Even the accidental mud-skiing didn’t diminish my enjoyment of the day, although I was ill-prepared for muddy hiking, wearing sporty flip-flops instead of walking shoes or hiking boots. So when we got back to the apartment, I pulled out the foot spa and gave myself a pedicure. Not quite as good as they do at the salon, but hey! 25 bucks cheaper.

And now I have freshly scrubbed feet and polished toes, and I’m sipping my Absolut Raspberri and tonic, and it’s not such a bad day after all.

The passing of the pope

Sunday, April 3rd, 2005

I’m not going to say negative things about the late pope, but I will say, as I was telling Karsten, that he’s the reason I’m not Catholic anymore.

I was raised in a devoutly Catholic household, and I was an active member of the family’s church as I grew up. When I was a teen, I became an activist for women’s ordination. In fact, had women been allowed to become priests, I might well have taken that path.

But in 1994, when Pope John Paul II issued his notorious “Ordinatio Sacerdotalis,” he told me I was no longer a Catholic. He said “…I declare that the Church has no authority whatsoever to confer priestly ordination on women and that this judgment is to be definitively held by all the Church’s faithful.”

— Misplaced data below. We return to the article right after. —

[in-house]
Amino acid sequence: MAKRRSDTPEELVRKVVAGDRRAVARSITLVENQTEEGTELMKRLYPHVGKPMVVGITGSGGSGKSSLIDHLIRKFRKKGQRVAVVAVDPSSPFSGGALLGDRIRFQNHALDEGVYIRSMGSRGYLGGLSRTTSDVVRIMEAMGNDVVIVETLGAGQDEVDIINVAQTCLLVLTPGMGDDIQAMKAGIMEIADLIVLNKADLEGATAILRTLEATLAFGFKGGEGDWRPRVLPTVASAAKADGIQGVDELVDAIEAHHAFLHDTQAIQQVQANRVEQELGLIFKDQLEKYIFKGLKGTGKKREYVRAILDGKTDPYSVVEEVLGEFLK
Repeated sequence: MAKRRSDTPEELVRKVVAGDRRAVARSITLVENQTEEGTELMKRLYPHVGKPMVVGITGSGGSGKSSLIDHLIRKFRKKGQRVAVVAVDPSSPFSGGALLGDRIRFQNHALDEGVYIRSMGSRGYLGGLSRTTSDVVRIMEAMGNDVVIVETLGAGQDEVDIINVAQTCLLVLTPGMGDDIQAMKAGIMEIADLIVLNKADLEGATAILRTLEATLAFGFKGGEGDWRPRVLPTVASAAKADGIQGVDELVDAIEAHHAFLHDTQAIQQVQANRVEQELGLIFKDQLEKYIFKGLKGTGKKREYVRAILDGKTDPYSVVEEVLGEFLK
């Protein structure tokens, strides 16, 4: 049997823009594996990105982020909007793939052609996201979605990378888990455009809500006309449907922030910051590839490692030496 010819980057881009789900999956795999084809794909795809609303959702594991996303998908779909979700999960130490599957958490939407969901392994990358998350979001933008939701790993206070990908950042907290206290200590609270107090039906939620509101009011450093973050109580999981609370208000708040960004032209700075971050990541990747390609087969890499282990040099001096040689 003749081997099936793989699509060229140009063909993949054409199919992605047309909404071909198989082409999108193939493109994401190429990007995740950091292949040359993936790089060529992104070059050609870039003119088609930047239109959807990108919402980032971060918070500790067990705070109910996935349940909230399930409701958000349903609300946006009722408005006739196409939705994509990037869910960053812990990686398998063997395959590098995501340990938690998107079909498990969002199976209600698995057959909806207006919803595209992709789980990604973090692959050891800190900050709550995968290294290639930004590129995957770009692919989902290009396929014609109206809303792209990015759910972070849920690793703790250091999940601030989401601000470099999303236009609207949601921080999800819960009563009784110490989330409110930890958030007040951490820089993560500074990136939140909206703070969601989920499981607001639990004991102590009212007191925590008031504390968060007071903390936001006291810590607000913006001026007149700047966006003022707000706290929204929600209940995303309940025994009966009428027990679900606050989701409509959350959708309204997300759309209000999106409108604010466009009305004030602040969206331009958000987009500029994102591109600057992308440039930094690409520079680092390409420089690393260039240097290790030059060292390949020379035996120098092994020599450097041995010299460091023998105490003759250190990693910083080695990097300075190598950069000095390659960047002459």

I was at college when it happened, and my father called me that day, knowing I’d be upset. I remember him telling me that this was the strongest proclamation he’d ever heard a pope make in his lifetime, and I remember telling him how much it hurt me that it had to be over an issue like this.

I stopped going to church immediately. And soon thereafter, I realized I didn’t believe in a god anyway. I would’ve left the church sooner or later, but maybe not out of anger.

But it all fell apart May 22, 1994, and the end started with this pope.

Anyway, I’m glad for the good he did do in the world, and I hope the next pope brings a degree of enlightenment with him, but I’m not holding my breath. And it’s no longer really my concern anyway.

Even me?

Saturday, April 2nd, 2005

I just got spam with a subject line that said “Even you can learn a new language, Kate.”

Gee whiz, really? Even me?

Actually, I have been learning a new language recently. It’s the language of real estate and mortgages and appraisals and renovations, and it’s a very difficult language to get used to. Much harder than German or Russian or French or Spanish or Italian or Japanese or Mandarin Chinese or Dutch.

Well, OK, actually, Mandarin Chinese was pretty difficult. But still.

By the way, has everyone seen this?

Friday, April 1st, 2005

Making fun of “method” acting

Friday, April 1st, 2005

“Why not try acting? It’s much easier.”

I’ve heard that quote attributed to both Laurence Olivier and Samuel L. Jackson, directed at Dustin Hoffman and Robert De Niro respectively. In Marathon Man and Jackie Brown respectively.

I have no idea which, if either, actually transpired. But I love the quote.